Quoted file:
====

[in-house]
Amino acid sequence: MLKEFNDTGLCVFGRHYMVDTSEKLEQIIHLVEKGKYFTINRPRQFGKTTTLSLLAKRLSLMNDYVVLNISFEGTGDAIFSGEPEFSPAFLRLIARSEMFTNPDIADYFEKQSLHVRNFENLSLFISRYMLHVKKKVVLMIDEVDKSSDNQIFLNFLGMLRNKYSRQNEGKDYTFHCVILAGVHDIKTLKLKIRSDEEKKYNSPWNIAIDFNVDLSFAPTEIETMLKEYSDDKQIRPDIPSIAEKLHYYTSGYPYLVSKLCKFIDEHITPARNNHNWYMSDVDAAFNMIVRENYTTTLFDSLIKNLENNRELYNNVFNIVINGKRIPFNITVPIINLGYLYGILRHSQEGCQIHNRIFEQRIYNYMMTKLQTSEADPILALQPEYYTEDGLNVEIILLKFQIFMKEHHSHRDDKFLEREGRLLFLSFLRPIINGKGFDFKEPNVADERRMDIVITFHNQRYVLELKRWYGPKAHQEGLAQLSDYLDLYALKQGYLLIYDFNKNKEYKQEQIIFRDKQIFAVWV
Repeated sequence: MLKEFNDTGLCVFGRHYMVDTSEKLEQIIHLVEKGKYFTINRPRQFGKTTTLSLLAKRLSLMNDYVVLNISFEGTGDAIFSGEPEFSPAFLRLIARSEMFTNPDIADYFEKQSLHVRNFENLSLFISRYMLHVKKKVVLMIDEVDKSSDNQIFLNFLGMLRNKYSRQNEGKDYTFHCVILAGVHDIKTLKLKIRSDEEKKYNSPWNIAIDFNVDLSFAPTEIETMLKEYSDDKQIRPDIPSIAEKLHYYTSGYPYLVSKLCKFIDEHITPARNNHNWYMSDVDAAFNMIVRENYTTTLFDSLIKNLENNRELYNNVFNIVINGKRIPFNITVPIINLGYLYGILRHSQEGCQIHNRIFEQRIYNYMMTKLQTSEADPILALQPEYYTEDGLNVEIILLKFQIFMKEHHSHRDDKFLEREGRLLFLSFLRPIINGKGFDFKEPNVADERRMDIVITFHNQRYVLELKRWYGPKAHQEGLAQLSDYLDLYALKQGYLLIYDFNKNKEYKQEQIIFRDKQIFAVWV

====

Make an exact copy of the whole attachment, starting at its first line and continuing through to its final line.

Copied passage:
[in-house]
Amino acid sequence: MLKEFNDTGLCVFGRHYMVDTSEKLEQIIHLVEKGKYFTINRPRQFGKTTTLSLLAKRLSLMNDYVVLNISFEGTGDAIFSGEPEFSPAFLRLIARSEMFTNPDIADYFEKQSLHVRNFENLSLFISRYMLHVKKKVVLMIDEVDKSSDNQIFLNFLGMLRNKYSRQNEGKDYTFHCVILAGVHDIKTLKLKIRSDEEKKYNSPWNIAIDFNVDLSFAPTEIETMLKEYSDDKQIRPDIPSIAEKLHYYTSGYPYLVSKLCKFIDEHITPARNNHNWYMSDVDAAFNMIVRENYTTTLFDSLIKNLENNRELYNNVFNIVINGKRIPFNITVPIINLGYLYGILRHSQEGCQIHNRIFEQRIYNYMMTKLQTSEADPILALQPEYYTEDGLNVEIILLKFQIFMKEHHSHRDDKFLEREGRLLFLSFLRPIINGKGFDFKEPNVADERRMDIVITFHNQRYVLELKRWYGPKAHQEGLAQLSDYLDLYALKQGYLLIYDFNKNKEYKQEQIIFRDKQIFAVWV
Repeated sequence: MLKEFNDTGLCVFGRHYMVDTSEKLEQIIHLVEKGKYFTINRPRQFGKTTTLSLLAKRLSLMNDYVVLNISFEGTGDAIFSGEPEFSPAFLRLIARSEMFTNPDIADYFEKQSLHVRNFENLSLFISRYMLHVKKKVVLMIDEVDKSSDNQIFLNFLGMLRNKYSRQNEGKDYTFHCVILAGVHDIKTLKLKIRSDEEKKYNSPWNIAIDFNVDLSFAPTEIETMLKEYSDDKQIRPDIPSIAEKLHYYTSGYPYLVSKLCKFIDEHITPARNNHNWYMSDVDAAFNMIVRENYTTTLFDSLIKNLENNRELYNNVFNIVINGKRIPFNITVPIINLGYLYGILRHSQEGCQIHNRIFEQRIYNYMMTKLQTSEADPILALQPEYYTEDGLNVEIILLKFQIFMKEHHSHRDDKFLEREGRLLFLSFLRPIINGKGFDFKEPNVADERRMDIVITFHNQRYVLELKRWYGPKAHQEGLAQLSDYLDLYALKQGYLLIYDFNKNKEYKQEQIIFRDKQIFAVWV